Philadelphia -- The Philadelphia Eagles' Oct. 15 date with the Minnesota Vikings was not your basic Monday night out at Veterans Stadium.
It was something several Eagles never will forget.
"It'll be a long time before we erase that kind of stuff from our minds," said free safety Wes Hopkins. "You want to say you've put that stuff behind you, because we're professionals, but sometimes you can't. I know I can't, and I'm not alone."
During a dramatic, but poorly played, come-from-behind, 32-24 victory by the Eagles, Philadelphia fans could not have stooped much lower.
Their main target was quarterback Randall Cunningham. With his offensive line playing matadors to the Vikings' Chris Doleman and Al Noga, Cunningham struggled early and never heard the end of it.
He was booed repeatedly, as early as 5 minutes, 11 seconds left in the first quarter, with the Eagles ahead, 9-0.
The boos turned vicious by halftime, when the Eagles trailed, 21-9, and, just 48 seconds into the third quarter, the fans got personal.
Chants of "We want Jim. We want Jim" came floating down out of the 700-level like so many well-creased paper airplanes. Within minutes, thousands had joined in.
"I thought it was pretty weak, how the fans went after him [Cunningham]," said offensive tackle Ron Heller of the calls for backup quarterback Jim McMahon. "I, for one, played one of the worst games of my life. I made it a long night for Randall on my side."
With the offense on the field, several Eagles turned and tried to urge the fans to cool it by waving their arms. Some players lowered themselves to the fans' level and returned some of the obscene gestures. Hopkins even took a few steps toward
abusive fans who were seated in the field-level box seats, before a security guard stepped in.
Several racial slurs were fired at Cunningham, who has completed 59 percent of his passes this season, ranks third in the NFL with 15 touchdown passes and is the National Football Conference's fifth-leading rusher with 482 yards. Cunningham still hasn't spoken about that Monday night.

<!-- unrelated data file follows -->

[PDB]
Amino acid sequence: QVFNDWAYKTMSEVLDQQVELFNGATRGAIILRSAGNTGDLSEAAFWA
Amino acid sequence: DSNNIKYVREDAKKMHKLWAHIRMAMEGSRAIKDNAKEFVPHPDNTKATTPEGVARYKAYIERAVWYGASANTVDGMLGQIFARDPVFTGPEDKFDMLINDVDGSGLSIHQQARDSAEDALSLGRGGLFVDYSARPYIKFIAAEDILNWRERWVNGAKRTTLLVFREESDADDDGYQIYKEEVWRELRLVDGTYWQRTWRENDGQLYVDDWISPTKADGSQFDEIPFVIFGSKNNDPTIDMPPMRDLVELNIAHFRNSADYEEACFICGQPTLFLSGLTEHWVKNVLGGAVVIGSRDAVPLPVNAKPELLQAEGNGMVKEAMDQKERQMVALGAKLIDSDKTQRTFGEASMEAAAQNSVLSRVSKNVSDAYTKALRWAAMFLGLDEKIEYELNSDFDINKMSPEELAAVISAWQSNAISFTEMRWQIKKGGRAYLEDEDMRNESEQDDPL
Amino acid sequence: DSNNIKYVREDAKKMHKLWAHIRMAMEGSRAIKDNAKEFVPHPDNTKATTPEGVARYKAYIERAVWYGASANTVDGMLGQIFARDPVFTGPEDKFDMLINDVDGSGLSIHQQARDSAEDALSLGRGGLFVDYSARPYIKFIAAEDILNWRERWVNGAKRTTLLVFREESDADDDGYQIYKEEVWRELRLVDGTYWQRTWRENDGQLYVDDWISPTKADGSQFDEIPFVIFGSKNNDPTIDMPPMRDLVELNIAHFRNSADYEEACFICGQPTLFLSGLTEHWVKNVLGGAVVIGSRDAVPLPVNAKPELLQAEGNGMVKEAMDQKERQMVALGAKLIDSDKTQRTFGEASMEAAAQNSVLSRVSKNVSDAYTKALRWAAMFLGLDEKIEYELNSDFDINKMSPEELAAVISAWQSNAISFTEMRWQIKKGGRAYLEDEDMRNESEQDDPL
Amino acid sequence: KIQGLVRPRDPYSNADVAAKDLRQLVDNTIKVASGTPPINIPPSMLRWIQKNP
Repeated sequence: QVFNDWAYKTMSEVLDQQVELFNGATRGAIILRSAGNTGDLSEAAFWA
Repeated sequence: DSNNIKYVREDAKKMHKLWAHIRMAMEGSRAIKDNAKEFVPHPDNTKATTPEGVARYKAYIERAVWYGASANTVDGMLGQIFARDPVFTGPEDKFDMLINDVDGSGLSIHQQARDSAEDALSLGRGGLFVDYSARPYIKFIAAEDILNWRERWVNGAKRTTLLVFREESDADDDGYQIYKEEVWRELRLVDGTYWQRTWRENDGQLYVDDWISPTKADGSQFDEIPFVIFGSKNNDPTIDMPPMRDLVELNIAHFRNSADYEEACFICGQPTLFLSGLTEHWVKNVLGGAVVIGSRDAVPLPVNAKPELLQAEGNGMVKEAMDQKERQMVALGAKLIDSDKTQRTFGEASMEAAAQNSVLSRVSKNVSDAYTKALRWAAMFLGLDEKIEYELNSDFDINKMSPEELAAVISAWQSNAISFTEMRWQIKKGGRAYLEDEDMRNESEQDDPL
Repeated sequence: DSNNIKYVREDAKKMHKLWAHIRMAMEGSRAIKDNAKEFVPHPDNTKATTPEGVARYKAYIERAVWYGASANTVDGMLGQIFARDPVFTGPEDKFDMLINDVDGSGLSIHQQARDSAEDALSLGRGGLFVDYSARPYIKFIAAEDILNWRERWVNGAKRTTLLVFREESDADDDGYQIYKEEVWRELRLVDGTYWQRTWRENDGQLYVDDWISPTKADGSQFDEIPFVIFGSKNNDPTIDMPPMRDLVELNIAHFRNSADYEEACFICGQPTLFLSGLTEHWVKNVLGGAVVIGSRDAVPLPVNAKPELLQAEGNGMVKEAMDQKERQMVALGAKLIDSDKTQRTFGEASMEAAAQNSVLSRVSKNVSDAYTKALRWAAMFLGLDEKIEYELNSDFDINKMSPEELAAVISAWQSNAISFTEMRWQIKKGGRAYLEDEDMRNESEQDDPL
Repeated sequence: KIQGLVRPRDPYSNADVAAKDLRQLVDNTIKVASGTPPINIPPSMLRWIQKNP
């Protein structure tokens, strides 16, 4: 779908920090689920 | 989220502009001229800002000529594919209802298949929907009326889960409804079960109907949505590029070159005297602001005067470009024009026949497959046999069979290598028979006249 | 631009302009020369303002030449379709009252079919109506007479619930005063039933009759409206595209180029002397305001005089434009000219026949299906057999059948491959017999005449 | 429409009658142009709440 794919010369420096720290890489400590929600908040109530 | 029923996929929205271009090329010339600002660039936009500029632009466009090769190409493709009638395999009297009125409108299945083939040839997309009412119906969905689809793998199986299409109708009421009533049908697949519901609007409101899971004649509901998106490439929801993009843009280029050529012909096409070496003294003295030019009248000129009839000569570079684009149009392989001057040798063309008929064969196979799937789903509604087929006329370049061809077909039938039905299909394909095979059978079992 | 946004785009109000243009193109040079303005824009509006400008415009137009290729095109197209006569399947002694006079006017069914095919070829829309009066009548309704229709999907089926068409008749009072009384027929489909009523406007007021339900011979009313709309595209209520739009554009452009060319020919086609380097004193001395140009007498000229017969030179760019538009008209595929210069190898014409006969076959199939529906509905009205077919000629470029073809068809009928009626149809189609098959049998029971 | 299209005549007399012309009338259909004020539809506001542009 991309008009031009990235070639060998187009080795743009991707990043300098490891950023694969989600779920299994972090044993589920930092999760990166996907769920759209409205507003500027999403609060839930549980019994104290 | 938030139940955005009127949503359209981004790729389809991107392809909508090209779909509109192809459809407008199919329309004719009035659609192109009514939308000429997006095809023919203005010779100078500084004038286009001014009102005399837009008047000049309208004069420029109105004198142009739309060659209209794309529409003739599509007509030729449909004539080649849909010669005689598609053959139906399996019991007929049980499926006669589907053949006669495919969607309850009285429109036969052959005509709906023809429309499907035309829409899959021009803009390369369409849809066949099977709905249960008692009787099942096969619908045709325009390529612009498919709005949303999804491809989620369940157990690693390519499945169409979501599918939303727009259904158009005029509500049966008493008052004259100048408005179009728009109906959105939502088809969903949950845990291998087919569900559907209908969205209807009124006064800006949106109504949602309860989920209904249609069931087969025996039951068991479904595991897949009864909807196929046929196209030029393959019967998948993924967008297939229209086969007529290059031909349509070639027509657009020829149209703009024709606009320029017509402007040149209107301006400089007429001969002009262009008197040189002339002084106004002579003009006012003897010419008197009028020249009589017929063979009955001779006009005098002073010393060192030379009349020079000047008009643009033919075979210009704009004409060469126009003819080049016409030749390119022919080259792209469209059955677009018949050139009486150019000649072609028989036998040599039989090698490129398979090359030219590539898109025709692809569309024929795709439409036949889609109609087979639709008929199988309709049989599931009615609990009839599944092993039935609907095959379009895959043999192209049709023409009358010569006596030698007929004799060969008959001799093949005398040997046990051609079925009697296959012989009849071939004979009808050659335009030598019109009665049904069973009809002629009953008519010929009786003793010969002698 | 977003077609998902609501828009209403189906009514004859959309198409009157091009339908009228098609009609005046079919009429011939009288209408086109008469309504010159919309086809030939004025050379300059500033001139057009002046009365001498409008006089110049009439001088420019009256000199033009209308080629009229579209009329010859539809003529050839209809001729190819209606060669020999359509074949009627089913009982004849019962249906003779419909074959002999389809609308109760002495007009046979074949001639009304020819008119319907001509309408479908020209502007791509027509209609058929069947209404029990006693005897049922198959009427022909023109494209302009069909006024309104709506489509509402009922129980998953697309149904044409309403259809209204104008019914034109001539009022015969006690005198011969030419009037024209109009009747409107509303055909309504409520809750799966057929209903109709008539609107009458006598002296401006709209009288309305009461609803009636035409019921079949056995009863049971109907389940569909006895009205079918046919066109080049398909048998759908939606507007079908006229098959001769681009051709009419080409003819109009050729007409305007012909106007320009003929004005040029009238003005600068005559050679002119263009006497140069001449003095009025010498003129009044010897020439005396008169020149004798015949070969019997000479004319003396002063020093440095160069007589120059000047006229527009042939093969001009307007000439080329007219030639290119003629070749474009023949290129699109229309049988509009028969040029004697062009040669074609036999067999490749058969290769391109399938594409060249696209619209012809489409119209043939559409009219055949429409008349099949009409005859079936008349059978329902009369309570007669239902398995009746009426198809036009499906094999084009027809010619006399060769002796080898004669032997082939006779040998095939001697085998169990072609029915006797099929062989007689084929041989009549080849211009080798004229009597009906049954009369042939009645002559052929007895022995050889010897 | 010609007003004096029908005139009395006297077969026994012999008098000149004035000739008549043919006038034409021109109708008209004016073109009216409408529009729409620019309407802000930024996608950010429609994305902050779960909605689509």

"It's not worth talking about," he said. "The fans are going to do what they want to do. I just want to leave it alone."
"We need that 12th man out there, and we didn't have a 12th man that Monday night," said veteran linebacker Al Harris. "I would hope the fans look at everything. It's a team game. It's not just a quarterback, or running backs or defensive backs or whatever. . . What really hurts is Randall's probably having his best year he's ever had as an Eagle. He deserves better than that."
The Eagles returned to the scene of the ugliness Sunday and heard not one boo during a resounding, 48-20 defeat of the New England Patriots. Cunningham completed 15 of 24 passes for 240 yards and four touchdowns, rushed for 124 yards and another touchdown, and never has looked better.
A handful of players said this week that last Sunday's support was meaningless because the Philadelphia fans -- like the Eagles -- never were tested.
They will be tomorrow, when the Redskins visit Veterans Stadium for their second game with the Eagles. Washington took the mistake-filled Oct. 21 game at RFK Stadium, 13-7.
"We're back in a spot [at 4-4] where we can make a run into the playoffs," Hopkins said, "and it'd be great to have the home fans behind us the whole game, and knowing that we're human beings. Everything is not going to go the way you want it to go every play. But when it does, show your support, and when it doesn't, show your support, because we're all in this together."
Late in the second half against the Vikings, the Eagles scored 10 points in a 2:07 stretch to win it. By then, however, there were 25,000 empty seats. And when the remaining 40,000 supporters cheered the Eagles' comeback, the players didn't want to hear it.
Many of them faced the fans as the stadium rocked with noise, and waved their arms, saying, in effect, "Keep it to yourself. We don't want to hear it now. We needed you earlier."
Cunningham's close friend and teammate, Mike Quick, said of the abuse: "It hurts Randall more than anyone. Fans are hard around here. They expect perfection, and, when things don't go the way they want to see it, they can be pretty tough.
"The fans of Philadelphia just love to see winners, and they anticipated a lot of big things from us this year. And I can understand their being disappointed.
"But that guy gives his all. He puts everything he has into playing the game and trying to win ballgames. . . He doesn't always win them, but there's not one person up there [in stands] who can fault the guy's effort toward that goal."
Perhaps last week's rout of the Patriots helped heal the broken marriage between the Eagles and their fans.